As coronavirus cases surge to a record, the Trump administration's top doctor says some places likely opened up too early
- Many states are experiencing a surge in
coronaviruscases. This week, the US reached an all-time one-day high of 40,000 new cases. Surgeon GeneralJerome Adams said in an interview that some part of the country may have opened too early, but stressed it's important to look at each part of the US individually.
- The nation's top doctor said some states are only now starting to see a "first wave" of the virus, so it was understandable that some people might not grasp the danger of the disease.
- He praised Texas for pausing elective medical procedures and other reopenings as the state faces a surge of cases.
But in an interview with Business Insider, Surgeon General Jerome Adams said that the surge shouldn't be attributed to a single reason. He said that while official decisions to reopen are contributing to the surge in some places, individuals' decisions to stop social distancing or to not wear masks are playing a big role, too.
"In some places it may be because they did in fact reopen too early," he said. "In other cases it may be that they reopened right on time and that the governmental institutions and
As the nation's top doctor, Adams is responsible for getting the word out about how people can improve their health. He also oversees 6,000 public health service members that work throughout the government.
Localized outbreaks or a widespread surge
Asked which states he thought opened too early, Adams wouldn't name any. Coronavirus cases are climbing in more than half of states, and many decided to begin reopening without meeting the criteria set out by the White House, Business Insider's Aria Bendix previously reported.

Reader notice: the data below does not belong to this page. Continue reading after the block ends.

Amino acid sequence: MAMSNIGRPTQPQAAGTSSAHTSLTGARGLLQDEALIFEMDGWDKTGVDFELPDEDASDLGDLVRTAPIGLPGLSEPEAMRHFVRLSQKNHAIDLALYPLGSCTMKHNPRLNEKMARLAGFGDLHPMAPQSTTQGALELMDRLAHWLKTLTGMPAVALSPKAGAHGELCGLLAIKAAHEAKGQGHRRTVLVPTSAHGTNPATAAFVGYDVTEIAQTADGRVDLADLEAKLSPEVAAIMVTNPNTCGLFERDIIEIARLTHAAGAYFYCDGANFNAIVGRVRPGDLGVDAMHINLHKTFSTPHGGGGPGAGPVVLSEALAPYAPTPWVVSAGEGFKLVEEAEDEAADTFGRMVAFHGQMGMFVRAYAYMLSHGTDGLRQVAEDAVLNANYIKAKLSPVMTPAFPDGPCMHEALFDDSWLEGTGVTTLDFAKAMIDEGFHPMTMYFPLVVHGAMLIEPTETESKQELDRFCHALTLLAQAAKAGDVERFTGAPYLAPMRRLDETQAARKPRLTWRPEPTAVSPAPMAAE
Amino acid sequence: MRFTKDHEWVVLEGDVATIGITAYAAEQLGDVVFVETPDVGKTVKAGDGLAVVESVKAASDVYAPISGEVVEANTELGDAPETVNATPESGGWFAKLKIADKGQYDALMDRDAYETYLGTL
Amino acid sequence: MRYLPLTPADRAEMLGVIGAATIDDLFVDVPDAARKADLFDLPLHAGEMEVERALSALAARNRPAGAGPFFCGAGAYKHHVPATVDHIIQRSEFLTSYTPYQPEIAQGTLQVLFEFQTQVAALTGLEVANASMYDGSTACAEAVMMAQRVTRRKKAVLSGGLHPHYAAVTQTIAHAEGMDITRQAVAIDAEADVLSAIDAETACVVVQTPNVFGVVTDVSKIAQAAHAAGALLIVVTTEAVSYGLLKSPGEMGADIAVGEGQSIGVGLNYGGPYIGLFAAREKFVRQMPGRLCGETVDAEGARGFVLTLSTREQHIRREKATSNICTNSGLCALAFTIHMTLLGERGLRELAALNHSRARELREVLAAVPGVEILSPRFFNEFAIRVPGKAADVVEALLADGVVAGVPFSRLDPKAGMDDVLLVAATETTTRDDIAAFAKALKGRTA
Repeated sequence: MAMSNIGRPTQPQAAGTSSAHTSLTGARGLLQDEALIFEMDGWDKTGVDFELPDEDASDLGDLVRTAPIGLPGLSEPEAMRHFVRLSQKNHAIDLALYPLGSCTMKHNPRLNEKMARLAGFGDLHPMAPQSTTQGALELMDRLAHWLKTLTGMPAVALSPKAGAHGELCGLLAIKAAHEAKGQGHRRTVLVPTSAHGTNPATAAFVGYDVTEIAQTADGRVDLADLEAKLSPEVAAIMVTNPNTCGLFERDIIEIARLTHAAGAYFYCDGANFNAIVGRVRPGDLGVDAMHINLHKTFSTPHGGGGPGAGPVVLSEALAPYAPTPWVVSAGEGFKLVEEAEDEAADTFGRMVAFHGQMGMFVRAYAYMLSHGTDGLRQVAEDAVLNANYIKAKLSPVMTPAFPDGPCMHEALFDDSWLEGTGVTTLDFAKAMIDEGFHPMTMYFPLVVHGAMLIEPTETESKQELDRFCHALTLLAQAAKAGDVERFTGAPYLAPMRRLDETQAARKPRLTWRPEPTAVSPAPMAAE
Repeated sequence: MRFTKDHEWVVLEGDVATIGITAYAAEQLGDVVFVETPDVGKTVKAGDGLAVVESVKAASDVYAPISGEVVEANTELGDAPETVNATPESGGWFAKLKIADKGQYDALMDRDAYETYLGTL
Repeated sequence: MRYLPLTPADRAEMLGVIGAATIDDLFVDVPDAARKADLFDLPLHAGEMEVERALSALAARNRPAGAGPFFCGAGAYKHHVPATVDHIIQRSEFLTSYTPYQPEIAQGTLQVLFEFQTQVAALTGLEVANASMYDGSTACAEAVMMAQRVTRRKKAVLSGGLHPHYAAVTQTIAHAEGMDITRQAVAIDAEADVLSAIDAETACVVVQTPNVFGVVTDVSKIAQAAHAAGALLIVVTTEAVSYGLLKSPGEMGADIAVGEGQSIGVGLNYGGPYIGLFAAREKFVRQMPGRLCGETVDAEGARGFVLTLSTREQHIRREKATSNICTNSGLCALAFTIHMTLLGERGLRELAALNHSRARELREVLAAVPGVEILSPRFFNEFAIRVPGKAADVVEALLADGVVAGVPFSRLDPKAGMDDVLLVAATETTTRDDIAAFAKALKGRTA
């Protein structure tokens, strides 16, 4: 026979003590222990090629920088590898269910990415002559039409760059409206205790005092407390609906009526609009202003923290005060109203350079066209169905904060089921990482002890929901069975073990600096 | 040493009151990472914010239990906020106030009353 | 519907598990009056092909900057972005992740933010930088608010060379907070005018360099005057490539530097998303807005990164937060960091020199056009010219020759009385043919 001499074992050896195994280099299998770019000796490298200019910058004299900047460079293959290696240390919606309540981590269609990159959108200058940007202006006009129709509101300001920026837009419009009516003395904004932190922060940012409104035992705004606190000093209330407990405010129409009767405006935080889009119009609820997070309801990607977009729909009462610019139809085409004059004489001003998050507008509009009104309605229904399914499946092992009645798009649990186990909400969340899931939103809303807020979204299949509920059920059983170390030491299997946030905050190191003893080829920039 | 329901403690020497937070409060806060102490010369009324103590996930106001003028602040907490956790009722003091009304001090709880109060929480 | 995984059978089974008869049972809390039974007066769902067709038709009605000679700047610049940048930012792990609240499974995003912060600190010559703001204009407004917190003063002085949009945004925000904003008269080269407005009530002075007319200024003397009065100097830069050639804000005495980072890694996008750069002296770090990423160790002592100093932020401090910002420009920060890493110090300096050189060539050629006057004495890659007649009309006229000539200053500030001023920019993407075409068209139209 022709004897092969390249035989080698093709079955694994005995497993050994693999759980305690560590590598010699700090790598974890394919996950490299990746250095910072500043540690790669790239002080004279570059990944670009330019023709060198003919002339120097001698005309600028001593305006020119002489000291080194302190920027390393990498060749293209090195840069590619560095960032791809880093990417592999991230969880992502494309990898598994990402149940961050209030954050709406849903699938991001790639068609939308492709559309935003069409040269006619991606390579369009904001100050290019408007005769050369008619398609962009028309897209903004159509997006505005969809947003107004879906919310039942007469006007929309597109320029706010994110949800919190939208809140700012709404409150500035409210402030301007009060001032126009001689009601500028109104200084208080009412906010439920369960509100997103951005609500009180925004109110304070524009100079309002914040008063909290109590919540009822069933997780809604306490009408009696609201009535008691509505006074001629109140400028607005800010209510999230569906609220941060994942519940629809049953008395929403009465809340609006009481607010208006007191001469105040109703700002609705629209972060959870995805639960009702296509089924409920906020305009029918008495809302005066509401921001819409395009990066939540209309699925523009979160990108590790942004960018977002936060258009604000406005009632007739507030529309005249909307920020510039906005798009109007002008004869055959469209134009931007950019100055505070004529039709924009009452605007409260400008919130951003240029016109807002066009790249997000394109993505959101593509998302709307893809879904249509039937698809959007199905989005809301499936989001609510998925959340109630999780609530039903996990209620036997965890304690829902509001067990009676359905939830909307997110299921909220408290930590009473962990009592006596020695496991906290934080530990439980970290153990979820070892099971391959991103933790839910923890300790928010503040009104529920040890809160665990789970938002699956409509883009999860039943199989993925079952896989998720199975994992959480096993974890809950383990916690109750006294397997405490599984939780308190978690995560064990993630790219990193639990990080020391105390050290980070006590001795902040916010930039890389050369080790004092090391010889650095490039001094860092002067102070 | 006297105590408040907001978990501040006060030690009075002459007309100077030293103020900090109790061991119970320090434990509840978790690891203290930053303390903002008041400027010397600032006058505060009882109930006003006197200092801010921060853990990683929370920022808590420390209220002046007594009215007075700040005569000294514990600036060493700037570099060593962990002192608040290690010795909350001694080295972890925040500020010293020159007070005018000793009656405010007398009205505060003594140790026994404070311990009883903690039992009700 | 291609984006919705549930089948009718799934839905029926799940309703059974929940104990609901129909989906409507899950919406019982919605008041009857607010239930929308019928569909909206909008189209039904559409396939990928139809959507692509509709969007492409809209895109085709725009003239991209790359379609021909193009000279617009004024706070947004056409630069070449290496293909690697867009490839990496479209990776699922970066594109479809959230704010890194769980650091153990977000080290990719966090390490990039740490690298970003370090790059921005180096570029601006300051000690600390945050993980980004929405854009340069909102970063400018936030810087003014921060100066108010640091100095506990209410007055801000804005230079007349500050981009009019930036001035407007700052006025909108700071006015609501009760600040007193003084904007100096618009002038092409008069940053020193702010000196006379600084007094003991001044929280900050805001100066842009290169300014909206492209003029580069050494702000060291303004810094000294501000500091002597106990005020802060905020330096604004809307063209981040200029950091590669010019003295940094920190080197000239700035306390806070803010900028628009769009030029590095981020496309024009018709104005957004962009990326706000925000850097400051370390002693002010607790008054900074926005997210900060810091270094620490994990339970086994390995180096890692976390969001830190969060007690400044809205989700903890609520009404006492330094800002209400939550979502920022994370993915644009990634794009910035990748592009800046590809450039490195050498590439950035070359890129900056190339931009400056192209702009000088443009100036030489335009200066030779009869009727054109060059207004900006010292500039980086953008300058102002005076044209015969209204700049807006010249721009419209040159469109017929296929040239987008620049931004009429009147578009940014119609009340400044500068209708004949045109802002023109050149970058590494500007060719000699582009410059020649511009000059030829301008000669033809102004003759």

Adams stressed that the Trump administration is looking at outbreaks at the county level.
On Friday, the Coronavirus Task Force, which is overseen by Vice President Mike Pence, held its first press conference in two months. Officials showed reporters a map of outbreaks by county, which the vice president said was the best way to find and curb hotspots.
While the Trump administration has stressed that the recent outbreaks are localized, congressional Democrats and some prominent epidemiologists have urged the White House to enact a nationwide plan to stomp out the virus.
Dr. Anthony Fauci, the government's top infectious disease expert who is also on the coronavirus task force, warned at the same press conference Friday that localized outbreaks can still become bigger problems elsewhere.
"The only way we're going to end it is by ending it together," he said.
Adams, who is a member of the task force, also stressed addressing outbreaks locally. He told Business Insider that the bulk of the surge in Arizona, for instance, came from one county. Some states could attribute their outbreaks to specific workplaces, such as meatpacking plants, he said.
"It's different everywhere, and we are digging into the causes in each of those particular areas," he said.